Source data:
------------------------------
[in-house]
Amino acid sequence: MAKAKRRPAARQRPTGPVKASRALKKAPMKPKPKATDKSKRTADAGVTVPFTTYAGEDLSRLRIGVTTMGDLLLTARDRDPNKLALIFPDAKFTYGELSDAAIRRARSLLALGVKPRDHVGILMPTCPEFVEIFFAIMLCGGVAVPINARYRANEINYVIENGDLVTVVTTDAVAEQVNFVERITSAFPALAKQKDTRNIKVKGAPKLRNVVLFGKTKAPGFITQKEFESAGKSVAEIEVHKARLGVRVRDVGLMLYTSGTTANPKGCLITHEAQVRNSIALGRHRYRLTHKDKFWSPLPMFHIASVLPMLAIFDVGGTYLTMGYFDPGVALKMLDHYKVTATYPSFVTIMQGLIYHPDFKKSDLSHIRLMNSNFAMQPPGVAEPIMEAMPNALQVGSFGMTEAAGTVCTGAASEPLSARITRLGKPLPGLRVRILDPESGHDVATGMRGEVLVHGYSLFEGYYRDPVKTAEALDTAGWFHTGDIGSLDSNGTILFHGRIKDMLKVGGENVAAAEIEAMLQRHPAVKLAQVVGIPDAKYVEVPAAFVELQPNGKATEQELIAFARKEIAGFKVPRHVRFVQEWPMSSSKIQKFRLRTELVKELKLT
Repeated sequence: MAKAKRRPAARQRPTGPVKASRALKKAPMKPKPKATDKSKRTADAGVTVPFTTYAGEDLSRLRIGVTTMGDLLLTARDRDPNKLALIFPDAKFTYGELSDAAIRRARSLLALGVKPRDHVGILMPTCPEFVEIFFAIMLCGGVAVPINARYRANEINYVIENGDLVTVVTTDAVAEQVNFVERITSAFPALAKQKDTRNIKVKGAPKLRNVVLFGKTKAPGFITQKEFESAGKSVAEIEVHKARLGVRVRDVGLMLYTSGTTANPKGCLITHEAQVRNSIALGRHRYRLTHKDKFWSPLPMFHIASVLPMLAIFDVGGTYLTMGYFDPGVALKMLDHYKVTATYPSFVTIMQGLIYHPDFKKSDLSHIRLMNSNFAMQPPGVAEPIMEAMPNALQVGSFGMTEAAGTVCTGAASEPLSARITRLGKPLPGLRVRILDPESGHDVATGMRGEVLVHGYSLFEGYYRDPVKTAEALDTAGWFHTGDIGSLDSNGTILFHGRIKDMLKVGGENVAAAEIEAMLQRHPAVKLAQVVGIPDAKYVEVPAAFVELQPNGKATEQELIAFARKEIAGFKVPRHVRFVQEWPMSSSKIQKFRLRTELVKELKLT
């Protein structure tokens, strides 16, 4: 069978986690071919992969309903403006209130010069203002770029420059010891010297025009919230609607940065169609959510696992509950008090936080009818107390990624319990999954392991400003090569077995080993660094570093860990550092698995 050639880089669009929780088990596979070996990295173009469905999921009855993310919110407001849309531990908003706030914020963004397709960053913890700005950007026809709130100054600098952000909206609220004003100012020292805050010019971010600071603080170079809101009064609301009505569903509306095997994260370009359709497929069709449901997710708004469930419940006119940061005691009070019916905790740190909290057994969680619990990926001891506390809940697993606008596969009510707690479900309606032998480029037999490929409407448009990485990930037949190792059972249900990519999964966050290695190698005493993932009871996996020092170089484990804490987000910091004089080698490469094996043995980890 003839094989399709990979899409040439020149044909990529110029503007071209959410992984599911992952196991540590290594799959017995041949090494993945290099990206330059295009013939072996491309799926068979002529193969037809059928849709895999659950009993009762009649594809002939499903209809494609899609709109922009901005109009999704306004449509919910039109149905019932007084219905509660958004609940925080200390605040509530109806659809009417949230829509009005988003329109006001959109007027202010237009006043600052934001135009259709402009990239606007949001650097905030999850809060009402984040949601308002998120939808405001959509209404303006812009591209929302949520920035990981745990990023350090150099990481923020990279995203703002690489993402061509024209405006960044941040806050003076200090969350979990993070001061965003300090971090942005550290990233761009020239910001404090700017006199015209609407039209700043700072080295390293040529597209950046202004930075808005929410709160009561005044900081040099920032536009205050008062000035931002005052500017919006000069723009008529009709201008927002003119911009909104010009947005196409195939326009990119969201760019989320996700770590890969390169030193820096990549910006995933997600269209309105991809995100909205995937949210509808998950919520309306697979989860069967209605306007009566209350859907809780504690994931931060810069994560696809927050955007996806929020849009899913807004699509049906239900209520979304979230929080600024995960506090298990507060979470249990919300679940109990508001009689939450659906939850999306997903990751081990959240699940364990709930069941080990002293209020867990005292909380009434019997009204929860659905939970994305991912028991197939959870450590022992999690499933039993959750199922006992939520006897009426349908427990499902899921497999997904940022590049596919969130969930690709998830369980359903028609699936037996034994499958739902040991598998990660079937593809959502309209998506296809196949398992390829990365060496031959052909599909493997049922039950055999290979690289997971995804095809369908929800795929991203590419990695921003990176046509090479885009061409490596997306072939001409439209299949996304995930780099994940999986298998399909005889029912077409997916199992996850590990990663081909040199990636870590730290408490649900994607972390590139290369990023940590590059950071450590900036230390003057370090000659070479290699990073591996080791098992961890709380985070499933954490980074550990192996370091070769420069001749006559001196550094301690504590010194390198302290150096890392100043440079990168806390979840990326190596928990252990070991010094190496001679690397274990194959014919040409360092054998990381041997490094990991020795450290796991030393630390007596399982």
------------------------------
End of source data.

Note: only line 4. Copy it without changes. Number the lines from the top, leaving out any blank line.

């Protein structure tokens, strides 16, 4: 069978986690071919992969309903403006209130010069203002770029420059010891010297025009919230609607940065169609959510696992509950008090936080009818107390990624319990999954392991400003090569077995080993660094570093860990550092698995 050639880089669009929780088990596979070996990295173009469905999921009855993310919110407001849309531990908003706030914020963004397709960053913890700005950007026809709130100054600098952000909206609220004003100012020292805050010019971010600071603080170079809101009064609301009505569903509306095997994260370009359709497929069709449901997710708004469930419940006119940061005691009070019916905790740190909290057994969680619990990926001891506390809940697993606008596969009510707690479900309606032998480029037999490929409407448009990485990930037949190792059972249900990519999964966050290695190698005493993932009871996996020092170089484990804490987000910091004089080698490469094996043995980890 003839094989399709990979899409040439020149044909990529110029503007071209959410992984599911992952196991540590290594799959017995041949090494993945290099990206330059295009013939072996491309799926068979002529193969037809059928849709895999659950009993009762009649594809002939499903209809494609899609709109922009901005109009999704306004449509919910039109149905019932007084219905509660958004609940925080200390605040509530109806659809009417949230829509009005988003329109006001959109007027202010237009006043600052934001135009259709402009990239606007949001650097905030999850809060009402984040949601308002998120939808405001959509209404303006812009591209929302949520920035990981745990990023350090150099990481923020990279995203703002690489993402061509024209405006960044941040806050003076200090969350979990993070001061965003300090971090942005550290990233761009020239910001404090700017006199015209609407039209700043700072080295390293040529597209950046202004930075808005929410709160009561005044900081040099920032536009205050008062000035931002005052500017919006000069723009008529009709201008927002003119911009909104010009947005196409195939326009990119969201760019989320996700770590890969390169030193820096990549910006995933997600269209309105991809995100909205995937949210509808998950919520309306697979989860069967209605306007009566209350859907809780504690994931931060810069994560696809927050955007996806929020849009899913807004699509049906239900209520979304979230929080600024995960506090298990507060979470249990919300679940109990508001009689939450659906939850999306997903990751081990959240699940364990709930069941080990002293209020867990005292909380009434019997009204929860659905939970994305991912028991197939959870450590022992999690499933039993959750199922006992939520006897009426349908427990499902899921497999997904940022590049596919969130969930690709998830369980359903028609699936037996034994499958739902040991598998990660079937593809959502309209998506296809196949398992390829990365060496031959052909599909493997049922039950055999290979690289997971995804095809369908929800795929991203590419990695921003990176046509090479885009061409490596997306072939001409439209299949996304995930780099994940999986298998399909005889029912077409997916199992996850590990990663081909040199990636870590730290408490649900994607972390590139290369990023940590590059950071450590900036230390003057370090000659070479290699990073591996080791098992961890709380985070499933954490980074550990192996370091070769420069001749006559001196550094301690504590010194390198302290150096890392100043440079990168806390979840990326190596928990252990070991010094190496001679690397274990194959014919040409360092054998990381041997490094990991020795450290796991030393630390007596399982």